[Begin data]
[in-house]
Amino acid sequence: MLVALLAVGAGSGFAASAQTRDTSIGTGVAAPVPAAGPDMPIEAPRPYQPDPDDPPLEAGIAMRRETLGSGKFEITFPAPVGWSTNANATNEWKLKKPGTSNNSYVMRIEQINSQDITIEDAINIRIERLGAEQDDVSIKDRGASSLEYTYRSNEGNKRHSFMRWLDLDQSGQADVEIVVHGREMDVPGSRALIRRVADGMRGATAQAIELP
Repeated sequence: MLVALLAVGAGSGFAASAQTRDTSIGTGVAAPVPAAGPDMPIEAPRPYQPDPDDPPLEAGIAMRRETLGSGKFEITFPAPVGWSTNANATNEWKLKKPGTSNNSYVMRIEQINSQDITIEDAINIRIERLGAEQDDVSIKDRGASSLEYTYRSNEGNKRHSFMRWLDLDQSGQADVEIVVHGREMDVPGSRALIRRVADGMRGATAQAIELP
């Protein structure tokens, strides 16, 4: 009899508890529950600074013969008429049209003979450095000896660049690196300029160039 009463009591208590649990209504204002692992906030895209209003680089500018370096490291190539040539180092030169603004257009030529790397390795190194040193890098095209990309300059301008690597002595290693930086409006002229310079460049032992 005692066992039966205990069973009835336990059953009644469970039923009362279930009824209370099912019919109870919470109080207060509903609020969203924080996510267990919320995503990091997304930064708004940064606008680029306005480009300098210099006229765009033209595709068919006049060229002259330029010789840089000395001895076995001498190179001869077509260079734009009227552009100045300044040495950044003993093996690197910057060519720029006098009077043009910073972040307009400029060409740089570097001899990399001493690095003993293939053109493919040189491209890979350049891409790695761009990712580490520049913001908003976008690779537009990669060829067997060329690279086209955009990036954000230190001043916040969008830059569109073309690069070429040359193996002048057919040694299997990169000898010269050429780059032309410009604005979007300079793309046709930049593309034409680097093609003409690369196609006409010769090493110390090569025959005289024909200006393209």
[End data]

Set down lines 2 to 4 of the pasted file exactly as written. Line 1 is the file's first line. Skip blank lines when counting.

Amino acid sequence: MLVALLAVGAGSGFAASAQTRDTSIGTGVAAPVPAAGPDMPIEAPRPYQPDPDDPPLEAGIAMRRETLGSGKFEITFPAPVGWSTNANATNEWKLKKPGTSNNSYVMRIEQINSQDITIEDAINIRIERLGAEQDDVSIKDRGASSLEYTYRSNEGNKRHSFMRWLDLDQSGQADVEIVVHGREMDVPGSRALIRRVADGMRGATAQAIELP
Repeated sequence: MLVALLAVGAGSGFAASAQTRDTSIGTGVAAPVPAAGPDMPIEAPRPYQPDPDDPPLEAGIAMRRETLGSGKFEITFPAPVGWSTNANATNEWKLKKPGTSNNSYVMRIEQINSQDITIEDAINIRIERLGAEQDDVSIKDRGASSLEYTYRSNEGNKRHSFMRWLDLDQSGQADVEIVVHGREMDVPGSRALIRRVADGMRGATAQAIELP
């Protein structure tokens, strides 16, 4: 009899508890529950600074013969008429049209003979450095000896660049690196300029160039 009463009591208590649990209504204002692992906030895209209003680089500018370096490291190539040539180092030169603004257009030529790397390795190194040193890098095209990309300059301008690597002595290693930086409006002229310079460049032992 005692066992039966205990069973009835336990059953009644469970039923009362279930009824209370099912019919109870919470109080207060509903609020969203924080996510267990919320995503990091997304930064708004940064606008680029306005480009300098210099006229765009033209595709068919006049060229002259330029010789840089000395001895076995001498190179001869077509260079734009009227552009100045300044040495950044003993093996690197910057060519720029006098009077043009910073972040307009400029060409740089570097001899990399001493690095003993293939053109493919040189491209890979350049891409790695761009990712580490520049913001908003976008690779537009990669060829067997060329690279086209955009990036954000230190001043916040969008830059569109073309690069070429040359193996002048057919040694299997990169000898010269050429780059032309410009604005979007300079793309046709930049593309034409680097093609003409690369196609006409010769090493110390090569025959005289024909200006393209």